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24 Hours in Malaga

The Spanish city of Malaga is a Mediterranean seaport, famed for its rich architectural history and outstanding local wines. This city is also the birthplace of Picasso, and has become one of major tourist destinations in Spain. Take a 24 hour journey with us and see what attractions you could pack in a day-long visit.

1. Málaga Cathedral

This Renaissance church was constructed between 1528 and 1782 and is located near the site of a former mosque. A series of grand artworks fills the sanctuary, among them are the Gothic altarpiece of the Chapel of Santa Barbara and the 16 century tombs of the Chapel of San Francisco. The facade, unlike the rest of the building, is kept in a Baroque style.

2. Plaza de toros de La Malagueta

Believe it or not bullfighting is still a popular Spanish attraction. Located in the heart of the city, La Malagueta bullring was built in 1874, and hosts top-class events between April and September.

3. Hop On - Hop Off Bus Tours

Malaga’s hop on - hop off bus tours offer visitors a fun way to discover the city. Get on board the double decker bus and enjoy the panoramic views, including all of the best attractions and features that Malaga has to offer - Picasso’s birthplace, botanical gardens, Malaga Cathedral and many more!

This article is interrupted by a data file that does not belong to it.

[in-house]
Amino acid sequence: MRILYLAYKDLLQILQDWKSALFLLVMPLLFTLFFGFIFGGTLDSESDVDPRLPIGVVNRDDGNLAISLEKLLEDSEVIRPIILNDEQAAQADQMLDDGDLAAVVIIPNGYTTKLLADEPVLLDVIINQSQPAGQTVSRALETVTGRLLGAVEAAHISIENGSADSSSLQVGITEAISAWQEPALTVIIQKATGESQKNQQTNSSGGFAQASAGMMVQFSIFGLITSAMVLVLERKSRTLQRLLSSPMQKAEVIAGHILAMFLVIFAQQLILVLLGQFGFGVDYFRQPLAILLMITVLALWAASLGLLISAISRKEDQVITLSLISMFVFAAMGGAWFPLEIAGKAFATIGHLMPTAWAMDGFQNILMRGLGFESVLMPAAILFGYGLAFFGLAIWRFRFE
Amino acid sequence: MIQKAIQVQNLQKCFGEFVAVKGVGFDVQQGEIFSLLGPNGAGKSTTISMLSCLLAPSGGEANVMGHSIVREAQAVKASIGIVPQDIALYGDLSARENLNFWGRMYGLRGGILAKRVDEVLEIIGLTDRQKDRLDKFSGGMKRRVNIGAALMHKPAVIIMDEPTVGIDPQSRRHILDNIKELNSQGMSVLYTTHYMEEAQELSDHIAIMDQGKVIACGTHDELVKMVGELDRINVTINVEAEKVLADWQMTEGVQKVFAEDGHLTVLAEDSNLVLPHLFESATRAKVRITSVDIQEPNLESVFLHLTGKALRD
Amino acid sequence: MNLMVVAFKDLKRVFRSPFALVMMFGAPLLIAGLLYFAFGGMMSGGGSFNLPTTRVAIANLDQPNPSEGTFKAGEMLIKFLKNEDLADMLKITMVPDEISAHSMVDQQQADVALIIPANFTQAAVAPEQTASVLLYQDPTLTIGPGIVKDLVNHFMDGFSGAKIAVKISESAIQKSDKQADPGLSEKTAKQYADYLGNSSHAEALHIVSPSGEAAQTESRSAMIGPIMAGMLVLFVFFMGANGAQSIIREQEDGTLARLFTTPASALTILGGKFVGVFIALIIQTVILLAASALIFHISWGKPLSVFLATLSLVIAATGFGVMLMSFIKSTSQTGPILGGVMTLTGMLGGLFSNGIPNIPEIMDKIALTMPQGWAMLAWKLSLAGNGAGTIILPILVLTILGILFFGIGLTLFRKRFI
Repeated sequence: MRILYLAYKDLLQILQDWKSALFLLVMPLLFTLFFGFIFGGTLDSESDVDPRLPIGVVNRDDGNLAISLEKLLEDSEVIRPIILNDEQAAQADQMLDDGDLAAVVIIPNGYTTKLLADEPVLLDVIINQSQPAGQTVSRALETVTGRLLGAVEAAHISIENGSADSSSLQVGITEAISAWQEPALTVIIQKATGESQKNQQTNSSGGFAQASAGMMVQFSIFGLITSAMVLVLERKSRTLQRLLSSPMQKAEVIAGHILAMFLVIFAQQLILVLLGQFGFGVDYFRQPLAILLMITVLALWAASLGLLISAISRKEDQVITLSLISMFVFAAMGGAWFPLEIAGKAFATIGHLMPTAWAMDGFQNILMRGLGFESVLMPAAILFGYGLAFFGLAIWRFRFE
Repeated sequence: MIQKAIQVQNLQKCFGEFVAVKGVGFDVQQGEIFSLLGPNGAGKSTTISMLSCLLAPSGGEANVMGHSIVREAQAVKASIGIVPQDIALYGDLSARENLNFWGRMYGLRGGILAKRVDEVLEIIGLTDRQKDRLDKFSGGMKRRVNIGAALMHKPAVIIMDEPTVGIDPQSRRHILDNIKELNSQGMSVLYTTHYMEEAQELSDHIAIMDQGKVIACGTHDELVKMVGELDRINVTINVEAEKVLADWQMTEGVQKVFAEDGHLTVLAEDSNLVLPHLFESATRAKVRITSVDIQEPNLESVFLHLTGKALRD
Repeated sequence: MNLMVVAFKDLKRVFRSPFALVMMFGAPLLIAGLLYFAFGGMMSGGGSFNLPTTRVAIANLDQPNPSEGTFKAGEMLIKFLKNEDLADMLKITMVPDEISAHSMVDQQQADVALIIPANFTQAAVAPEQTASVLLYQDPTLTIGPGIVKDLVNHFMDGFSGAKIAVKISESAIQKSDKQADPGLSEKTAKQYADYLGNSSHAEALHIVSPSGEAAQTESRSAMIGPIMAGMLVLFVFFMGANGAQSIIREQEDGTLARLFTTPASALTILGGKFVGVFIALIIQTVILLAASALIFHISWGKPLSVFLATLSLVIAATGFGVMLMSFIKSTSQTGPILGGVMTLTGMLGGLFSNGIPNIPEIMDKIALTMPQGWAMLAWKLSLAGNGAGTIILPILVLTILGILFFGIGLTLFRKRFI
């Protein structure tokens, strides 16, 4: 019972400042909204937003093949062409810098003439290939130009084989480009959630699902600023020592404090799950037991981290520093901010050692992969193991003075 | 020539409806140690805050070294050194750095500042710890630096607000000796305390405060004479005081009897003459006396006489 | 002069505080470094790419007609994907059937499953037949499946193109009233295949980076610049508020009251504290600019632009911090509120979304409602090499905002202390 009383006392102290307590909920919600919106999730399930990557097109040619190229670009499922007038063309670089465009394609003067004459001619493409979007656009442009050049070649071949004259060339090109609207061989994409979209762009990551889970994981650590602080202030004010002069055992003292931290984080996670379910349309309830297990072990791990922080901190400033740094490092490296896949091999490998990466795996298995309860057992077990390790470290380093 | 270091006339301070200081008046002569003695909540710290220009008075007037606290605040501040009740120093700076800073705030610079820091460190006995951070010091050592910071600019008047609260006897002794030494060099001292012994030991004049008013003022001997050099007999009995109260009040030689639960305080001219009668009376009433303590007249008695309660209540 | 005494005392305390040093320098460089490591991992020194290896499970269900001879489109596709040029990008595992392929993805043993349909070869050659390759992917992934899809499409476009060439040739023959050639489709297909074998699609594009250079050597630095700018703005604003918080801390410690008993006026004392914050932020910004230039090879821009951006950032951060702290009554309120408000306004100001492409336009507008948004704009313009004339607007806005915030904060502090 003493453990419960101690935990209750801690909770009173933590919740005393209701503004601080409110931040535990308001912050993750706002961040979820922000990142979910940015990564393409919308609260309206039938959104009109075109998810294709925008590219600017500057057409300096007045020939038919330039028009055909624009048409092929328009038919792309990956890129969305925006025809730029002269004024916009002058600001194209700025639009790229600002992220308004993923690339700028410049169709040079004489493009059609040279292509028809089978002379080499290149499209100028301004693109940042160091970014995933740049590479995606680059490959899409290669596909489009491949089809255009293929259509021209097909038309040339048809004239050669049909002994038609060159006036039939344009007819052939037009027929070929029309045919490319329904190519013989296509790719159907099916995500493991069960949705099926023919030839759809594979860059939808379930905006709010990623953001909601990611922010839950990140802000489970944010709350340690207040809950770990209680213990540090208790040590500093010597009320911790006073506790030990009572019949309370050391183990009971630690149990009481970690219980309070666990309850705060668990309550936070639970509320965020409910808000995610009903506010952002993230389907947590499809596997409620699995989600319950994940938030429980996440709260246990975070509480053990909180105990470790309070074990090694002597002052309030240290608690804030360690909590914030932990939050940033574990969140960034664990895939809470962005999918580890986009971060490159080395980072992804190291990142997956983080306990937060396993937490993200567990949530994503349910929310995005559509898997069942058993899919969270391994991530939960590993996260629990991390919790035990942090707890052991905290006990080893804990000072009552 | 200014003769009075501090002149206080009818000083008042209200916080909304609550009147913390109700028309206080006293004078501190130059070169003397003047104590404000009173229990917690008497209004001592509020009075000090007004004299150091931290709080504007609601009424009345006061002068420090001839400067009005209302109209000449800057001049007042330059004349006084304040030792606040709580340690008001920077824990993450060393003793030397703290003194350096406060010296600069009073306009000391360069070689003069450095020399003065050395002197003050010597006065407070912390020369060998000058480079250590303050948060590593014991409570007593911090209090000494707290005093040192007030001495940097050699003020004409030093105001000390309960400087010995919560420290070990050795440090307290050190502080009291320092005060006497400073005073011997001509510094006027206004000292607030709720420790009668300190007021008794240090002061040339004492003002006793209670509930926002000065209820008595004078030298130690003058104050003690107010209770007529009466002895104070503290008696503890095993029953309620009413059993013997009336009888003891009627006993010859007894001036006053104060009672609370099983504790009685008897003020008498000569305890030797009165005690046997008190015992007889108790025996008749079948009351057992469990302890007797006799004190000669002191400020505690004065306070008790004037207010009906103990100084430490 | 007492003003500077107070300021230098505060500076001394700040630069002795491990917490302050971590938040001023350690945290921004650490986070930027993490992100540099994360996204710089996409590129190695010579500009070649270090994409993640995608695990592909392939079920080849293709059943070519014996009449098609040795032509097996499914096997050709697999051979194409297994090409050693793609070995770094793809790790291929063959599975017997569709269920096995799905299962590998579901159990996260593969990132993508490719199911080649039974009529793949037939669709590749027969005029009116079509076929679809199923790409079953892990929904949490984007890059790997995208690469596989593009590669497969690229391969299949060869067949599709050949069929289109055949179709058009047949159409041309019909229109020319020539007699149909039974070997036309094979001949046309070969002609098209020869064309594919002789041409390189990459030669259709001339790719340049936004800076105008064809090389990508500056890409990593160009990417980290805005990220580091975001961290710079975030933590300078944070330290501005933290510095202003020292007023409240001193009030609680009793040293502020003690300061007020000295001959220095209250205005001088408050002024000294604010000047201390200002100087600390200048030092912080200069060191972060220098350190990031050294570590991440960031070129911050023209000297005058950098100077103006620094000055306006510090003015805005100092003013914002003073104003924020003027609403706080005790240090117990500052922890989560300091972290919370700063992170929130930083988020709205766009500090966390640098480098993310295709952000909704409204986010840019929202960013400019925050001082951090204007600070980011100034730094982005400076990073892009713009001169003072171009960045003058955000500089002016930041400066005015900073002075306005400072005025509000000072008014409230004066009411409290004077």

4. The Gibralfaro Castle

The Gibralfaro Castle is with no doubts the best observation point in Malaga, being located on the hill overlooking the city and the Mediterranean Sea. Plan a tour to this site to get some spectacular views of Malaga, and to visit the Interpretation Centre to discover the castle's history.

5. Picasso Museums

Image: spain-holiday  

The Museo Picasso Málaga is housed in a renaissance palace at the Calle San Augusti, as a tribute to local hero, and is home to 225 original works spanning his career. Make sure to also visit the Picasso's Birthplace Museum and discover more art, photos, documents and items belonging to the artist and his family.

6. Wine tours

Image: malagatravelguide

Malaga is known for its sweet wines made from Moscatel and Pedro Ximenez varieties. To become more acquainted with the rich history of the region, go on one of the guided tours and discover numerous vineyards scattered around Malaga.

7. A historic bar

Image: minube

The Antigua Casa de Guardia dates back to 1840 and is the oldest bar in Malaga. Black and white photos of Pablo Picasso give the bar a real antique touch. Here you get to taste the local sweet wines, such as the Moscatel, direct from the wooden barrels.


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